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Become a Jewish Father

Thursday, 8 December, 2016 - 12:06 am

My son the doctor had a son: he is now a neurosurgeon.  His son is a forest-ranger in Yosemite: the girl he is not married to is not Jewish.  My son the lawyer had a daughter: she is a senior analyst with Morgan Stanley:  she’s forty-three and just met Mr. Right. 

A survey of Jewish America was unveiled recently, containing little we didn’t already know anecdotally. Still, some of the numbers were shocking. 

Three hundred thousand less Jews than there were only ten years ago?  Forget Zero Population Growth: we’re eating away at our capital. 

And for what? Because we earn $8,000 per year more than the average American family!  We’re not having kids so we can go out and earn an extra minimum wage.  My kingdom for a horse; my birthright for $8,000 worth of lentils.

The problem is not simply that Jewish women don’t want to become Jewish mothers: it’s that Jewish men don’t want to become Jewish fathers.  Manis Freidman sees feminism as a cry piercing through the upshot of the Industrial Revolution: give us back the husbands that you stole from us!  Until that revolt, men grew into fathers: fathers needed to provide, so men worked. Gradually men stopped merely working and providing, they went off to pursue a career, self- fulfillment, a more meaningful life(style).  If there are no fathers than who wants to be a mother? 

Perhaps more than any parsha ours is laden with domesticity:  from our perspective at least, it is painful to hear the women pining after children and the husband’s attention that childbearing would earn them.  More easily overlooked is the husband who watches sheep all day in order to raise a family.  Bucolic as it may sound, this was not a sign of the times; his twin brother led a high- pressured, adventurous, corporate-mogul lifestyle.   

‘Will our children say kaddish for us’ was the worry of a generation gone by.  We have no children, is the silent scream of the most comfort-conscious generation.  Worry and concern of a Jewish future is misused, overplayed and gauche.  Charged-up activism is annoying.  Go get a job!  Become successful! is the cry.  And the kids listen, in droves.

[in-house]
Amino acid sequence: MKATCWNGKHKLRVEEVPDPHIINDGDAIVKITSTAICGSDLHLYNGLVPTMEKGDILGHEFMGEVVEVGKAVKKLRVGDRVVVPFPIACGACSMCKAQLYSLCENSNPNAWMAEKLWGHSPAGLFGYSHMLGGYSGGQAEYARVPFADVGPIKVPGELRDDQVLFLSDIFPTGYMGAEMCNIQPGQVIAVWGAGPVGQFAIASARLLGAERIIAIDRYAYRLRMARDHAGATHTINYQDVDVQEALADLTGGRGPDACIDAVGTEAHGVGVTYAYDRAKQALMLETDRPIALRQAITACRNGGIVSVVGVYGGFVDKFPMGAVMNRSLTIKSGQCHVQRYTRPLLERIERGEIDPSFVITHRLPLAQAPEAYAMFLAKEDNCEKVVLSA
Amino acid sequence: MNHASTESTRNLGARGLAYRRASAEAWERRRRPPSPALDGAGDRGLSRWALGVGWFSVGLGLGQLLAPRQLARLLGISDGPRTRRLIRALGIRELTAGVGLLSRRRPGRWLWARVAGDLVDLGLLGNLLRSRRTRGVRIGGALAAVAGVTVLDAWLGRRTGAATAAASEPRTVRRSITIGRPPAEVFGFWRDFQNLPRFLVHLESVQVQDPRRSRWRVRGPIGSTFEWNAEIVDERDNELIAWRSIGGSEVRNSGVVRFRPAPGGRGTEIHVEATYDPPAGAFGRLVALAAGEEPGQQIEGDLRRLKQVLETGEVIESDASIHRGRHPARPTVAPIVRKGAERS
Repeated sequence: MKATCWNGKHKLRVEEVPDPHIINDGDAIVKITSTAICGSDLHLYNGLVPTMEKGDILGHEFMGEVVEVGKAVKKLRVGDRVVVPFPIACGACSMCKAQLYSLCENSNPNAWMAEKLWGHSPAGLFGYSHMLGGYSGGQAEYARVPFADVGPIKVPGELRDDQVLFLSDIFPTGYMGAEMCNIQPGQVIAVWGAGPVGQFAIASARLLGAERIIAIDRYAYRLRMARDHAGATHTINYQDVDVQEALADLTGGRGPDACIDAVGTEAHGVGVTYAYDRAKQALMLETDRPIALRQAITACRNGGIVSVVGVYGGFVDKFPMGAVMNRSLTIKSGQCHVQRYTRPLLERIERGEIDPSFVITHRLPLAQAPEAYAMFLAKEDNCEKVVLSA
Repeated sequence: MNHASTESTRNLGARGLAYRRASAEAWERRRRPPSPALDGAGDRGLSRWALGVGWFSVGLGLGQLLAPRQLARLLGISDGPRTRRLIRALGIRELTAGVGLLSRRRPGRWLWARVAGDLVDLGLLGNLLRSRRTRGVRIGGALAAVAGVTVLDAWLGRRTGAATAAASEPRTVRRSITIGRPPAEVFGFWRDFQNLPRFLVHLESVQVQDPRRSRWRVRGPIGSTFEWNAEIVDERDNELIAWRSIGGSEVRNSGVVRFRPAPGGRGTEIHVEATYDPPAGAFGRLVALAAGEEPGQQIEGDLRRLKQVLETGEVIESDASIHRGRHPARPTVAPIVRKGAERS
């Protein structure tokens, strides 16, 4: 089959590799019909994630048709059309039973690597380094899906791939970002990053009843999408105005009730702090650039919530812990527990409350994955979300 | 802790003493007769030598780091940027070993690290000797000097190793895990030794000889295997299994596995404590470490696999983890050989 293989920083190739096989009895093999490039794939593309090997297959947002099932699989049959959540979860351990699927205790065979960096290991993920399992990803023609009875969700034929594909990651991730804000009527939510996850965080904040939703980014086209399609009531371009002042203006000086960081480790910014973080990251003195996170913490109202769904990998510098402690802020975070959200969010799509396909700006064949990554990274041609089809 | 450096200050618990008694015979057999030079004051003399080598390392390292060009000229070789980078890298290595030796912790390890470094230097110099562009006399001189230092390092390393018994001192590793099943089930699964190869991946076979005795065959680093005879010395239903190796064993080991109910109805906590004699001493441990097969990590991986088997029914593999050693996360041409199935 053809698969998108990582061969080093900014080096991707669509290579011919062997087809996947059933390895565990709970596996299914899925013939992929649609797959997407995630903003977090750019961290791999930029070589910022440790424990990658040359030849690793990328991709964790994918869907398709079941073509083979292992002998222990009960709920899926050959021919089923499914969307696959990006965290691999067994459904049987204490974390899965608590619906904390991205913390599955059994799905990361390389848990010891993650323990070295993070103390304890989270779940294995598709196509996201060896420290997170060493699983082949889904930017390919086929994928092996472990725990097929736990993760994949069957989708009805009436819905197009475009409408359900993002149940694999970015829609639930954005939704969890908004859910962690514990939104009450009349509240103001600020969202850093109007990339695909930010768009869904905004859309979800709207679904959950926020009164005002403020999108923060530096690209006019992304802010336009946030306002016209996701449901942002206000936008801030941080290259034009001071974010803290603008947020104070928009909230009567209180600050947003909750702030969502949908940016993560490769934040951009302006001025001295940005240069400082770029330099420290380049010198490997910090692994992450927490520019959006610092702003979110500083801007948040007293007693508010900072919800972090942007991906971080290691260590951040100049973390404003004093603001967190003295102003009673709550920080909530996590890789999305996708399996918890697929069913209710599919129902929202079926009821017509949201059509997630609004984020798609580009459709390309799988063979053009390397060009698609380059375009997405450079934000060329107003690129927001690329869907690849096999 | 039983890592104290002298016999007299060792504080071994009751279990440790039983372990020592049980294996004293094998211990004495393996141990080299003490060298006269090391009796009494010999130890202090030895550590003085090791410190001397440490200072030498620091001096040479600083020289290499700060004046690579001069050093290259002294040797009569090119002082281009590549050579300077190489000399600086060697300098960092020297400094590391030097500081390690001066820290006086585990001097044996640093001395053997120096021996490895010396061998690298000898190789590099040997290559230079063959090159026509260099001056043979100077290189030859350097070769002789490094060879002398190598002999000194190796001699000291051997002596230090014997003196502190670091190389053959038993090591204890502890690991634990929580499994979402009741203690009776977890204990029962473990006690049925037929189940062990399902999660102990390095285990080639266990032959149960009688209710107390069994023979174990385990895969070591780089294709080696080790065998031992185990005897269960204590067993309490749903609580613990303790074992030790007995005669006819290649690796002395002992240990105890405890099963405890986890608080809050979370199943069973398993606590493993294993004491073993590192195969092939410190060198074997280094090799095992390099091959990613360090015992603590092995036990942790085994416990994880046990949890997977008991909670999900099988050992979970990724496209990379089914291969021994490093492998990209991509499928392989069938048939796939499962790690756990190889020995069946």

One of the positive aspects of the Sixties–Seventies is idealism: a greasy-haired, pot-induced, thoroughly-off-base idealism, but an idealism nevertheless.  When the surviving hippies (the ones who didn’t OD in Marrakech) took a bath and trimmed their hair they were also cleansed of selflessness and had their strife of the spirit cut short.  The lucky ones had someone to help them channel their idealism.

Parents want to provide their children with that what the parents grew up without.  That is good thing and a difficult accomplishment.  A perhaps greater accomplishment is to provide their children with that what the parent took for granted.  When that is overlooked, and the children are not given that what the parent had, then the children grow up without.   

It is not enough to want grandchildren.  You must want to have children who are parents: want sons who are fathers more than sons who are doctors, want daughters who are mothers more than daughters who are market analysts.  And especially, want sons-in-law who are fathers more than sons-in-law who are neurosurgeons. 

My mother taught me that you can never choose to have a child: you can only choose not to have a child.  Never take for granted the blessing of life that you hold: that what made you what you are. 

For these are the children of Jacob: an unmitiagated faith that the chain has an inherent worth greater than what the link may empirically lack.  We have nachas that our children are part of this chain, and we say a little prayer that they earn (how else to pay for day-school tuition?) a whole lot more than $8,000 a year.  

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